Publishing Partner: Cambridge University Press CUP Extra Publisher Login
amazon logo
More Info

New from Oxford University Press!


Evolutionary Syntax

By Ljiljana Progovac

This book "outlines novel and testable hypotheses, contains extensive examples from many different languages" and is "presented in accessible language, with more technical discussion in footnotes."

New from Cambridge University Press!


The Making of Vernacular Singapore English

By Zhiming Bao

This book "proposes a new theory of contact-induced grammatical restructuring" and "offers a new analytical approach to New English from a formal or structural perspective."

Academic Paper

Title: The orthographic consistency effect in the recognition of French spoken words: An early developmental shift from sublexical to lexical orthographic activation
Author: Chotiga Pattamadilok
Institution: Université Libre de Bruxelles, Fonds de la Recherche Scientifique
Author: José Morais
Institution: Université Libre de Bruxelles
Author: Olivia De Vylder
Institution: Université Libre de Bruxelles
Author: Paulo Ventura
Institution: Universidade de Lisboa
Author: Régine Kolinsky
Institution: Université Libre de Bruxelles, Fonds de la Recherche Scientifique
Linguistic Field: Psycholinguistics
Subject Language: French
Abstract: The generality of the orthographic consistency effect in speech recognition tasks previously reported for Portuguese beginning readers was assessed in French-speaking children, as the French orthographic code presents a higher degree of inconsistency than the Portuguese one. Although the findings obtained with the French second graders replicated the generalized consistency effect (both for words and pseudowords, in both lexical decision and shadowing) displayed by the Portuguese second to fourth graders, the data obtained with the French third and fourth graders resembled the adult pattern, with the orthographic effect restricted to lexical decision. This suggests that, in the course of literacy acquisition, the overall orthographic inconsistency of the language's orthographic code influences the rate at which orthographic representations will impact on spoken word recognition.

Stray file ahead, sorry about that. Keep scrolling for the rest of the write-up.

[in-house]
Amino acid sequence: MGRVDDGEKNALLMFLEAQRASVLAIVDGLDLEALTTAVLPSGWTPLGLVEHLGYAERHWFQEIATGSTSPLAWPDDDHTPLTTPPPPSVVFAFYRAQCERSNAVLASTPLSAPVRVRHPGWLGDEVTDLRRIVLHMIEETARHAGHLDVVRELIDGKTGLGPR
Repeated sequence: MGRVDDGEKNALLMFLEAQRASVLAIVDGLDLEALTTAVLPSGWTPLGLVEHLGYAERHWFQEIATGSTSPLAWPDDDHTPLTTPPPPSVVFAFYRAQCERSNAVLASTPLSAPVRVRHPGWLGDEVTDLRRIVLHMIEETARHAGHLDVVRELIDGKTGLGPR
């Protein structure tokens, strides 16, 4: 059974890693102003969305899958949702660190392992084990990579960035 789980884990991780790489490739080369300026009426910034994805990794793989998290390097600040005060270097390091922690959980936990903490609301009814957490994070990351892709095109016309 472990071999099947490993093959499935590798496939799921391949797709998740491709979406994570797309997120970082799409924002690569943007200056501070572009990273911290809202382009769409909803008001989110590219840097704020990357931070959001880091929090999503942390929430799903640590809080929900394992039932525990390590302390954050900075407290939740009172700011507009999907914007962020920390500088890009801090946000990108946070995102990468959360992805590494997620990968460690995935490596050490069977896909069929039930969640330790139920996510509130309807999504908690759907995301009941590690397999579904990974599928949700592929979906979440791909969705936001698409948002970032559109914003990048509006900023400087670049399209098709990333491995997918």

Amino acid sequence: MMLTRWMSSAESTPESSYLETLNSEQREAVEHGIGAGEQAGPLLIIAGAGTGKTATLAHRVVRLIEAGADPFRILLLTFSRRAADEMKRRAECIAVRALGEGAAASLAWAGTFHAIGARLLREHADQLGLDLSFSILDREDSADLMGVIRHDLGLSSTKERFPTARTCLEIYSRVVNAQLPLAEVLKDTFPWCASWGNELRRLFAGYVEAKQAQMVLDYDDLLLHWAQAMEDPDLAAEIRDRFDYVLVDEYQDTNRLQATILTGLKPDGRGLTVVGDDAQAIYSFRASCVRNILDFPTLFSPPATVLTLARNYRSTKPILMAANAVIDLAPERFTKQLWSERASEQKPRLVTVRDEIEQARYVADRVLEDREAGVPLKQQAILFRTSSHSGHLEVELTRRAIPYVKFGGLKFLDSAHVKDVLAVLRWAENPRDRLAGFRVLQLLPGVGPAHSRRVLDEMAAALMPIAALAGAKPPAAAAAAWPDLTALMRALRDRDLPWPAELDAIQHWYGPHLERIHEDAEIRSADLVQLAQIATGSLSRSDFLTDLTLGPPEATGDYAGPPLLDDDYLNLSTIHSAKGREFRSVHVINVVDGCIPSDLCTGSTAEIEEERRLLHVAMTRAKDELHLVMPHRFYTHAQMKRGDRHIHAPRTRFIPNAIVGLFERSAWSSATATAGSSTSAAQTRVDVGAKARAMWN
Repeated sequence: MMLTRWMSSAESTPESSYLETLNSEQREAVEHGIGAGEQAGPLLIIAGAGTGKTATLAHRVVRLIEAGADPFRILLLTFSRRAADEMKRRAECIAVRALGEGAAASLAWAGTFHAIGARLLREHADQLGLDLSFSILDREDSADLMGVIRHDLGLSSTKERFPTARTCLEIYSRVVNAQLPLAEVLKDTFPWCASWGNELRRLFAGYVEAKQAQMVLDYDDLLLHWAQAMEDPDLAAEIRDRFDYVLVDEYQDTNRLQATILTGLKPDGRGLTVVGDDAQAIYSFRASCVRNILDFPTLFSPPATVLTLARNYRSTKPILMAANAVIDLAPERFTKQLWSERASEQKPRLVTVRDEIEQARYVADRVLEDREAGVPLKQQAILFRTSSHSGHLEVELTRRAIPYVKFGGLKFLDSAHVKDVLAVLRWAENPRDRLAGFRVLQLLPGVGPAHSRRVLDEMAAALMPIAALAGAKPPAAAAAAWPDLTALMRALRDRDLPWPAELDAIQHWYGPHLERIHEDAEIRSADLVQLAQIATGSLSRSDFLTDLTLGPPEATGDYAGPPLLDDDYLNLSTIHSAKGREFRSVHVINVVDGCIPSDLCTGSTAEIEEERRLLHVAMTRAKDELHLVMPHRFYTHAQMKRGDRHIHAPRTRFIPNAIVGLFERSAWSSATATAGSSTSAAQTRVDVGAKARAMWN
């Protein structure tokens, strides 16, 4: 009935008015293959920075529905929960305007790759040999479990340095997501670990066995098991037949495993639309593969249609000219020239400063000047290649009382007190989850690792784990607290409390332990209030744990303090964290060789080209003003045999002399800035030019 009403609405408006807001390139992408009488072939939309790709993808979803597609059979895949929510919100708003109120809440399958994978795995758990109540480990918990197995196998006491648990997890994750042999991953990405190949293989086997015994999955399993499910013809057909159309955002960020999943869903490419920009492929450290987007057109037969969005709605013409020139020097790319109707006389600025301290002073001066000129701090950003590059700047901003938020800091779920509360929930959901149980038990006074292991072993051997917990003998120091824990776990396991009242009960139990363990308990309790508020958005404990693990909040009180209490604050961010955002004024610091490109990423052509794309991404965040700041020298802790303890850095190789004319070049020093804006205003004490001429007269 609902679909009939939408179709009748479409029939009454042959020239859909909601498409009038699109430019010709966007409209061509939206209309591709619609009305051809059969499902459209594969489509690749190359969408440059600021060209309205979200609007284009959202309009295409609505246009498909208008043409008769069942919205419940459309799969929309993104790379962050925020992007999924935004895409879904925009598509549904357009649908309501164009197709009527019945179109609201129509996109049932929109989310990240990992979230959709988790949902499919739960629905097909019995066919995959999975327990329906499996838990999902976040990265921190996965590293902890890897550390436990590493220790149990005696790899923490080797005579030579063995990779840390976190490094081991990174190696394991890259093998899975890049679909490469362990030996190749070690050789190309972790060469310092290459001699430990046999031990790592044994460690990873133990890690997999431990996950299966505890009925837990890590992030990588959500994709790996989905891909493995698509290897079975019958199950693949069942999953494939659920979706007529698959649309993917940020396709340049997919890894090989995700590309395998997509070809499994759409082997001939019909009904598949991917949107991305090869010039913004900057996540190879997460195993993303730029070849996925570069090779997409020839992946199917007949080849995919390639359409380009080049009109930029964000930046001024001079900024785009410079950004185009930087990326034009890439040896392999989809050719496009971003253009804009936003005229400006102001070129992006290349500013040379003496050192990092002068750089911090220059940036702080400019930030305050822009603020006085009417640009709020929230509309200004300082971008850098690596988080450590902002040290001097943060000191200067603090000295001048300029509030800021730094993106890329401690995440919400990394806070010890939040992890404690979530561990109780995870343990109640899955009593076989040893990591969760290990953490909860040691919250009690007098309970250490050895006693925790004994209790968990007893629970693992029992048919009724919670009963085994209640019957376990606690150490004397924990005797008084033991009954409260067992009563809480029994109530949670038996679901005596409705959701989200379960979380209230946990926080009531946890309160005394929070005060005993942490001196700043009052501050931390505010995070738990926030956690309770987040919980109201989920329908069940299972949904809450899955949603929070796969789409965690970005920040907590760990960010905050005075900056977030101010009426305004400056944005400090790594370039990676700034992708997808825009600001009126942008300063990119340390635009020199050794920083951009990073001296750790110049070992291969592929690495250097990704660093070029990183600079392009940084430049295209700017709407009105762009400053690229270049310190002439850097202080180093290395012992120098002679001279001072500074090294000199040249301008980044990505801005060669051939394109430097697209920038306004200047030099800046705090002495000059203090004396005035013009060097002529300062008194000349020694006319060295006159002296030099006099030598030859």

This article appears IN Applied Psycholinguistics Vol. 30, Issue 3, which you can READ on Cambridge's site or on LINGUIST .

Add a new paper
Return to Academic Papers main page
Return to Directory of Linguists main page